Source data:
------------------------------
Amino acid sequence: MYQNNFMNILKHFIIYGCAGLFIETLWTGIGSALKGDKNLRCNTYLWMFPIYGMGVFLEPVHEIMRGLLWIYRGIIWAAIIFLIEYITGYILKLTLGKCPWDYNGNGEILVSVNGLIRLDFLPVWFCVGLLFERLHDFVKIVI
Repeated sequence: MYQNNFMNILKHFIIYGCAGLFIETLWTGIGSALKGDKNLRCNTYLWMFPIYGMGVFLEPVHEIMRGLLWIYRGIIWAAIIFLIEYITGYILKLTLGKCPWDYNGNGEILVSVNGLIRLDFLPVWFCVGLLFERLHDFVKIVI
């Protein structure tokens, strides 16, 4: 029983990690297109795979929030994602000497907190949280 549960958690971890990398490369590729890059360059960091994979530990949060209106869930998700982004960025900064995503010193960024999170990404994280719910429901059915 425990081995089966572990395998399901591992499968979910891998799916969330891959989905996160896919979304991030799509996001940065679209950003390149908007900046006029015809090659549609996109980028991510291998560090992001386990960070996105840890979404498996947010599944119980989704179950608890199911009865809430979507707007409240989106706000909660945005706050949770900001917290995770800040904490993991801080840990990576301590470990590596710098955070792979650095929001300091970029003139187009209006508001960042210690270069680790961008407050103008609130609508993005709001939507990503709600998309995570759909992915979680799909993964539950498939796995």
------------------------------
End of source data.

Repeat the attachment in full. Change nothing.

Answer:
Amino acid sequence: MYQNNFMNILKHFIIYGCAGLFIETLWTGIGSALKGDKNLRCNTYLWMFPIYGMGVFLEPVHEIMRGLLWIYRGIIWAAIIFLIEYITGYILKLTLGKCPWDYNGNGEILVSVNGLIRLDFLPVWFCVGLLFERLHDFVKIVI
Repeated sequence: MYQNNFMNILKHFIIYGCAGLFIETLWTGIGSALKGDKNLRCNTYLWMFPIYGMGVFLEPVHEIMRGLLWIYRGIIWAAIIFLIEYITGYILKLTLGKCPWDYNGNGEILVSVNGLIRLDFLPVWFCVGLLFERLHDFVKIVI
């Protein structure tokens, strides 16, 4: 029983990690297109795979929030994602000497907190949280 549960958690971890990398490369590729890059360059960091994979530990949060209106869930998700982004960025900064995503010193960024999170990404994280719910429901059915 425990081995089966572990395998399901591992499968979910891998799916969330891959989905996160896919979304991030799509996001940065679209950003390149908007900046006029015809090659549609996109980028991510291998560090992001386990960070996105840890979404498996947010599944119980989704179950608890199911009865809430979507707007409240989106706000909660945005706050949770900001917290995770800040904490993991801080840990990576301590470990590596710098955070792979650095929001300091970029003139187009209006508001960042210690270069680790961008407050103008609130609508993005709001939507990503709600998309995570759909992915979680799909993964539950498939796995």